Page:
Search Mailing List Archives


Limit search to: Subject & Body Subject Author
Sort by: Reverse Sort
Limit to: All This Week Last Week This Month Last Month
Select Date Range     through    

[theory-seminar] Theory Lunch 08/19: Shashwat Silas (Google)

David Wajc wajc at stanford.edu
Mon Aug 16 11:40:20 PDT 2021


Hi all,

This week's theory lunch will take place Thursday at noon (PDT), at this
zoom room
<https://stanford.zoom.us/j/98932206471?pwd=YXdubytLVGNTbXhGeXFxNmJaVnhrUT09>.
As
usual, we'll start with some socializing, followed by a talk starting at
12:30pm.
Shashwat will tell us about: *Real-time decoding of rateless codes*

*Abstract:* Rateless codes have been widely studied in academia and are
used in several production software systems for networking. There are still
many interesting open problems to consider. We will have a brief
introduction to rateless codes and look at the problem of real-time
oblivious decoding of rateless codes.

Rateless codes are used for transmission of information across channels
whose rate of erasure is unknown. In such a code, an infinite stream of
encoding symbols can be generated from the message and sent across the
erasure channel, and the decoder can decode the message after it has
successfully collected a certain number of encoding symbols. A rateless
erasure code is real-time oblivious if rather than collecting encoding
symbols as they are received, the receiver either immediately decodes or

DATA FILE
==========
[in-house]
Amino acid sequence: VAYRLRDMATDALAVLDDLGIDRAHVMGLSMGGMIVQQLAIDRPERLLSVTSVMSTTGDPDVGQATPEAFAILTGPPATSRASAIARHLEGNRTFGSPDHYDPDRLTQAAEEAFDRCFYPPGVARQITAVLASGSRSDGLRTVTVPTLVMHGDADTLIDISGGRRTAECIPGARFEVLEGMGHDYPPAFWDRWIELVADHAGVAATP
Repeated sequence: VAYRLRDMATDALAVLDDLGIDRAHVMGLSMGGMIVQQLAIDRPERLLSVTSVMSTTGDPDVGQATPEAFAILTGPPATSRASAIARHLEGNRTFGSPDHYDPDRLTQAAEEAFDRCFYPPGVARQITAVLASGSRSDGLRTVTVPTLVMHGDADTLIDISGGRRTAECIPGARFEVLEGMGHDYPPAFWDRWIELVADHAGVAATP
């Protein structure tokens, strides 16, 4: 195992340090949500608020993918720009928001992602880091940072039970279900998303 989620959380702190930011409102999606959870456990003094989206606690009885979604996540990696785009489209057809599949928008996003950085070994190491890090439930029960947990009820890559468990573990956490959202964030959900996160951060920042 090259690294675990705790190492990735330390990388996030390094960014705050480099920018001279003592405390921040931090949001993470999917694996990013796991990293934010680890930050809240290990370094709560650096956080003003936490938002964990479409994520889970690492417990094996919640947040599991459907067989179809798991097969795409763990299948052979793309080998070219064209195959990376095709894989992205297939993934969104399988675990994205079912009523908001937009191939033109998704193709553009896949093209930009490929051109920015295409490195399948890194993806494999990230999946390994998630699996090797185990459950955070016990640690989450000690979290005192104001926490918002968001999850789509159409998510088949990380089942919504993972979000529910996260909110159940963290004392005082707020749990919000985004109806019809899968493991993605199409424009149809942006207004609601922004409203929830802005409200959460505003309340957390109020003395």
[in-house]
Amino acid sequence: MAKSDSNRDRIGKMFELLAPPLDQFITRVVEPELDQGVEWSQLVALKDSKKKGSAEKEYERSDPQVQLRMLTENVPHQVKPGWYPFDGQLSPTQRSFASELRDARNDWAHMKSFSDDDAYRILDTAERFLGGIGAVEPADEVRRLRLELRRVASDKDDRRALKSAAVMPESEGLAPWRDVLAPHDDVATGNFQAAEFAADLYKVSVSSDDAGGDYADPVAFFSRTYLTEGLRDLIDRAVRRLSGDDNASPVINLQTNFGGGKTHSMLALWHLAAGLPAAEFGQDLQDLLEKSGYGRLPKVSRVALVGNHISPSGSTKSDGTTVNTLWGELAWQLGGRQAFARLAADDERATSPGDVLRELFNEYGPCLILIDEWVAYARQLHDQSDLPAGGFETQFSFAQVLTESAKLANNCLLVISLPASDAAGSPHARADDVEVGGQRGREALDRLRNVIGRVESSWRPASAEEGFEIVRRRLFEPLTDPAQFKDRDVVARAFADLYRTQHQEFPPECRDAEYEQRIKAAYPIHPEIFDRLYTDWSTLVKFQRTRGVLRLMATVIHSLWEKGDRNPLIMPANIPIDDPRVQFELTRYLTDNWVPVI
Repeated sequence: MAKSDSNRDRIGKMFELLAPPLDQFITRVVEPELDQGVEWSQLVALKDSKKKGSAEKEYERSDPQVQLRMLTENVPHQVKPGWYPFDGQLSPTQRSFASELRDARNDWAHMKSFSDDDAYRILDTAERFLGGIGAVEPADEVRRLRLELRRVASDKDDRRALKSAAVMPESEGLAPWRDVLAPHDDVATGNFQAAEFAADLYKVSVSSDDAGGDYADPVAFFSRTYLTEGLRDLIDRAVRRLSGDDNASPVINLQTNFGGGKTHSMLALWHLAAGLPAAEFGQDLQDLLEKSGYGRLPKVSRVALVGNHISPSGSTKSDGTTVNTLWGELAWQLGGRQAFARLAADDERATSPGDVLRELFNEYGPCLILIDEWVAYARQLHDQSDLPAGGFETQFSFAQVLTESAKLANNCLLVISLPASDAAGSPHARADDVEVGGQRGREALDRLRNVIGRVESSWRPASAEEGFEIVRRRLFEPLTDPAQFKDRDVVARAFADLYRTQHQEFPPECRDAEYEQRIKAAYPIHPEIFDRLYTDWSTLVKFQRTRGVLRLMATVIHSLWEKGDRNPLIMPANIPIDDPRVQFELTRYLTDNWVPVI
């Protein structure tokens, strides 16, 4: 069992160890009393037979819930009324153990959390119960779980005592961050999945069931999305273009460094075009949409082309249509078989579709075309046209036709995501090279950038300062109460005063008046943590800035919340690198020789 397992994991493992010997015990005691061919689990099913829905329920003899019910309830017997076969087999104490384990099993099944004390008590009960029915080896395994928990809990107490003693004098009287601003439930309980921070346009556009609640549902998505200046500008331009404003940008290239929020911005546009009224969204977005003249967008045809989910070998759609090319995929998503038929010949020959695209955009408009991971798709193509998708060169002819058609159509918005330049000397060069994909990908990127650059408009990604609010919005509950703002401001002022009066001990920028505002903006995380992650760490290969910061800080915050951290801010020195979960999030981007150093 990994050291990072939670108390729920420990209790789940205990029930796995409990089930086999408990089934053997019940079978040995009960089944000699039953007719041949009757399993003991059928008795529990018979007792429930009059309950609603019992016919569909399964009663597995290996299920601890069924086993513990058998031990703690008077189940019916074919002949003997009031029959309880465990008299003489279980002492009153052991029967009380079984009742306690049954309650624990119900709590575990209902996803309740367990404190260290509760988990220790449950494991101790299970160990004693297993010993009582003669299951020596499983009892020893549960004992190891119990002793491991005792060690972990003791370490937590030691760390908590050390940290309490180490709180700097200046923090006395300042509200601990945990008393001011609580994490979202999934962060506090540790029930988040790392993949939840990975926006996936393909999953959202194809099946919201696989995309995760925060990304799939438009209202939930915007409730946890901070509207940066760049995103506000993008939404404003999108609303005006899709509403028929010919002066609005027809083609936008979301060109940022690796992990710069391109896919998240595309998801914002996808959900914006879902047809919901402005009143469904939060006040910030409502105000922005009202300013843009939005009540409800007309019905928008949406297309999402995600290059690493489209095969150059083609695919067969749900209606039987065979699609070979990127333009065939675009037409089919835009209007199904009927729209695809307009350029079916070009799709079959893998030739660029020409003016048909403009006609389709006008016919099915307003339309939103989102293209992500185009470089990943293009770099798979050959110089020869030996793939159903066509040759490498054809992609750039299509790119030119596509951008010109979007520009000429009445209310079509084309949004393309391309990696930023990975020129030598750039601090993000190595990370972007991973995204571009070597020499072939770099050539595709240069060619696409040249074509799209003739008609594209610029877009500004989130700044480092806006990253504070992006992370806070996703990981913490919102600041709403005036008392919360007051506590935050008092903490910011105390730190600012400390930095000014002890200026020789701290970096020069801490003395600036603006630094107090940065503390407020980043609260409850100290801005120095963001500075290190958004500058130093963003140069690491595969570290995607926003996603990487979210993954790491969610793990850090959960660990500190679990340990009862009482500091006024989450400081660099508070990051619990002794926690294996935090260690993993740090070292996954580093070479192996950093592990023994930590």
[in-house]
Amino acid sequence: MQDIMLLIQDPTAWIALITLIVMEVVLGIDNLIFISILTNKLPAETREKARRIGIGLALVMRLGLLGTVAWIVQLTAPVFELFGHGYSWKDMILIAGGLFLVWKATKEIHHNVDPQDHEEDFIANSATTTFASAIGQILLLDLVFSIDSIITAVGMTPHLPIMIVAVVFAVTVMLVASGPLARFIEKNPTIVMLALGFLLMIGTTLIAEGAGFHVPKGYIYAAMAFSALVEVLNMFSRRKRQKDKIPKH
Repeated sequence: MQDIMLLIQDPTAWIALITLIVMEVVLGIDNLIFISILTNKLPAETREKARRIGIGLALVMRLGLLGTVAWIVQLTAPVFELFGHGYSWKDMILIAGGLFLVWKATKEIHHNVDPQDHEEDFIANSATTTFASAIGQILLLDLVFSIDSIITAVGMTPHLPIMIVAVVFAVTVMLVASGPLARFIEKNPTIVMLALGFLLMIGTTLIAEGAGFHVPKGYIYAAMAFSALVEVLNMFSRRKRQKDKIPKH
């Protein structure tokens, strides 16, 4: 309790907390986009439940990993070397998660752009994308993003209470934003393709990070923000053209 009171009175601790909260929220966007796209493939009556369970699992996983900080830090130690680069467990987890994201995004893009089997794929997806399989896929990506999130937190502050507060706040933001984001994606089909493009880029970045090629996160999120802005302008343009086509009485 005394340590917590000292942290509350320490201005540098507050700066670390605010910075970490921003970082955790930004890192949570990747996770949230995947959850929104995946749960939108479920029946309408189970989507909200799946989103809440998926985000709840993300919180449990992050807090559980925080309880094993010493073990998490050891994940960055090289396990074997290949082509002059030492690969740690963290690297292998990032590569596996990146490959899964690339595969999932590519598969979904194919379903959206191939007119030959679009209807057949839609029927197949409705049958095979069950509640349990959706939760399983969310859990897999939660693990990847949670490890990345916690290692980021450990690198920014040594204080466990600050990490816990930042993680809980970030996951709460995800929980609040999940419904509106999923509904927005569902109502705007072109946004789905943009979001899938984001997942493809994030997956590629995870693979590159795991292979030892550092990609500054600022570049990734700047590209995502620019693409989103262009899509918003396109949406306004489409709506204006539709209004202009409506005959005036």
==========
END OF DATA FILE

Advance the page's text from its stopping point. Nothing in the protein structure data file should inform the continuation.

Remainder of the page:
discards each symbol it receives.

Efficient real-time oblivious erasure correction uses a feedback channel in
order to maximize the probability that a received encoding symbol is
decoded rather than discarded. We construct codes which are real-time
oblivious, but require fewer feedback messages and have faster decoding
compared to previous work. Specifically, for a message of length *k*, we
improve the expected complexity of the feedback channel from O(k^(1/2)) to
O(1), and the expected decoding complexity from O(klog(k)) to O(k) Our
method involves using an appropriate block erasure code to first encode the
*k *message symbols, and then using a truncated version of the real-time
oblivious erasure correction of Beimel et al (2007) to transmit the encoded
message to the receiver, which then uses the decoding algorithm for the
outer code to recover the message.

Finally, we will look at simulations of non-oblivious models of real-time
decoding which have even better real-time decoding properties.

Cheers,
David
-------------- next part --------------
An HTML attachment was scrubbed...
URL: <http://mailman.stanford.edu/pipermail/theory-seminar/attachments/20210816/2f3c47ba/attachment-0001.html>


More information about the theory-seminar mailing list